We're going to talk about the Newfoundland.
The drawing below illustrates the head of the "modern" Newfoundland from show lines. Many are not this extreme, and some are more, and dogs with heads like this are taking home ribbons in good competition.
What you see here is a breed in the process of becoming brachycephalic.
Interestingly, the heads depicted in AKC breed standard look little like the original rectangular skull of the early dogs. When did the ideal head drift away from the very functional dimensions of a canine athlete to the scaled-up rendition of a toy companion dog? And perhaps the better question is why?
We have seen this slow, creeping "improvement" of the head happen to many breeds. Over time, muzzles get shorter, the shape of the skull changes, and ultimately the breed has a doll-like, flat face and high forehead like the modern Frenchie, Peke, or Pug.
If this is what breeders want to select for, is it really a problem? Yes, it is. It's a BIG problem. Let me explain.
The Newfoundland doesn't usually live in a hot environment, but it nevertheless depends on an efficient cooling mechanism because it is a large, heavy-coated working breed that must tolerate frigid ambient and water temperatures and also be able to dissipate the heat produced when working. Reducing the length of the muzzle compromises the ability of this breed to do the job it was bred for.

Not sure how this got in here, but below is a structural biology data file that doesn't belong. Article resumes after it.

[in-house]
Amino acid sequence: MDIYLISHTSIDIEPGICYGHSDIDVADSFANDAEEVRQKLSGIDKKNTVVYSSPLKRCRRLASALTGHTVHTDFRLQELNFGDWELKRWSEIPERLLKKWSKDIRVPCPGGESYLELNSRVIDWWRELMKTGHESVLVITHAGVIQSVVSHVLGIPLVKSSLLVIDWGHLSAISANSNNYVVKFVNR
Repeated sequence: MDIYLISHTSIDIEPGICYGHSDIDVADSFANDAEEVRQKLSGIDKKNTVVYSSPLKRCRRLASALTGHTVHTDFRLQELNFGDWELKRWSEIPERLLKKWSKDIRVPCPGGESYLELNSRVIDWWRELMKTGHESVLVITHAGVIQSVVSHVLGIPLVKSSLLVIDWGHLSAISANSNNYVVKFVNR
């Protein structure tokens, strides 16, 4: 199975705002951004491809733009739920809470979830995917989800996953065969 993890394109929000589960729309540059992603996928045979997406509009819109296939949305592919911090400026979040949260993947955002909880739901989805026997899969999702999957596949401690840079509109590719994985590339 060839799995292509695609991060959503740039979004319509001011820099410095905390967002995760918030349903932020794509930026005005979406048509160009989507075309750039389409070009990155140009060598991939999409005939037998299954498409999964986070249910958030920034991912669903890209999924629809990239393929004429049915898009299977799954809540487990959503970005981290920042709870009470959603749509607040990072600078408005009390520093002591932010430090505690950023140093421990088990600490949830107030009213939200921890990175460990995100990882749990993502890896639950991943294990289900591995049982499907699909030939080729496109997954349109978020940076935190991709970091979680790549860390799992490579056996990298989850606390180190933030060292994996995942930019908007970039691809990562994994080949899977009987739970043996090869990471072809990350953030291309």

So here's the problem. Breeders might like the looks of the shortened muzzle and domed skull on the today's Newfoundland, but should they be allowed to breed for structural features that will compromise the health and function of the dog?
There is pressure in Europe on breeders to breed away from these extreme features and back towards sound, functional dogs. If we can clearly see that the path ahead for the Newfoundland is towards features that will compromise function, then the time to do something is now. The issue is not "cosmetic"; It is anatomical and physiological, and it consequently affects general welfare as well as pain and suffering.
After I published this post, I was alerted to this great article (written in 2013!) that makes the same points about the changes in the Newfoundland skull. Clearly this isn't a new issue, so what I want to know is what breeders are doing about it. If nothing, then that's a problem, because these are not changes in cosmetics but alterations of structure that have profound effects on function and health.
A short muzzle on a dog like this should be considered a genetic defect by responsible breeders with a commitment to breed for health. If breeders do not see it this way, then there needs to be some oversight by veterinarians and those well-versed in the problems produced by brachycephaly.
What rationale do breeders offer for producing dogs with a head structure that seriously compromises the health and welfare of the animal?
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